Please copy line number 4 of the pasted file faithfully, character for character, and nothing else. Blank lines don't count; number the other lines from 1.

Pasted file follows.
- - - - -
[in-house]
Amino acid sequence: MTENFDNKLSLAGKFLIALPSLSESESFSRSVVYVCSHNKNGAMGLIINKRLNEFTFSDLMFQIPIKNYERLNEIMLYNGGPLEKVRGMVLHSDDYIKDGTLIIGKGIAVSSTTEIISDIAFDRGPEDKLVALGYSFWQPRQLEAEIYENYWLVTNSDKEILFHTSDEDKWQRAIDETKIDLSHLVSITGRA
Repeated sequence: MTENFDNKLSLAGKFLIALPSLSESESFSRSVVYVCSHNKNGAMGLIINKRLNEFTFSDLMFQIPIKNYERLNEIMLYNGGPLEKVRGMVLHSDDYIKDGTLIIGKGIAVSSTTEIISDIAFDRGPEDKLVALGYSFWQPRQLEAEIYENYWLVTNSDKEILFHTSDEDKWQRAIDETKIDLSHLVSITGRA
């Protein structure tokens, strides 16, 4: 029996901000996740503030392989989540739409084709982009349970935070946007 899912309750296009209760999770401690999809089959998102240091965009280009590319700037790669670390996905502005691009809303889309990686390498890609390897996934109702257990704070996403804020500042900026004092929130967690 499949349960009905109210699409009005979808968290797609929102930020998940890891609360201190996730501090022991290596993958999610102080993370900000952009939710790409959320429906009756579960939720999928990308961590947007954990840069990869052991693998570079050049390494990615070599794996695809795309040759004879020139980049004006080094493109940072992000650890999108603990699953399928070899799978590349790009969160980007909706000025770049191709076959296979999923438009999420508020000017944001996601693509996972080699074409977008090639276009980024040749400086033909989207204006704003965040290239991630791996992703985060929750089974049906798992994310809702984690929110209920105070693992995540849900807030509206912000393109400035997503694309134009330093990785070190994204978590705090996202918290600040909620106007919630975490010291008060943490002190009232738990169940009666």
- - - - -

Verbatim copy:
């Protein structure tokens, strides 16, 4: 029996901000996740503030392989989540739409084709982009349970935070946007 899912309750296009209760999770401690999809089959998102240091965009280009590319700037790669670390996905502005691009809303889309990686390498890609390897996934109702257990704070996403804020500042900026004092929130967690 499949349960009905109210699409009005979808968290797609929102930020998940890891609360201190996730501090022991290596993958999610102080993370900000952009939710790409959320429906009756579960939720999928990308961590947007954990840069990869052991693998570079050049390494990615070599794996695809795309040759004879020139980049004006080094493109940072992000650890999108603990699953399928070899799978590349790009969160980007909706000025770049191709076959296979999923438009999420508020000017944001996601693509996972080699074409977008090639276009980024040749400086033909989207204006704003965040290239991630791996992703985060929750089974049906798992994310809702984690929110209920105070693992995540849900807030509206912000393109400035997503694309134009330093990785070190994204978590705090996202918290600040909620106007919630975490010291008060943490002190009232738990169940009666």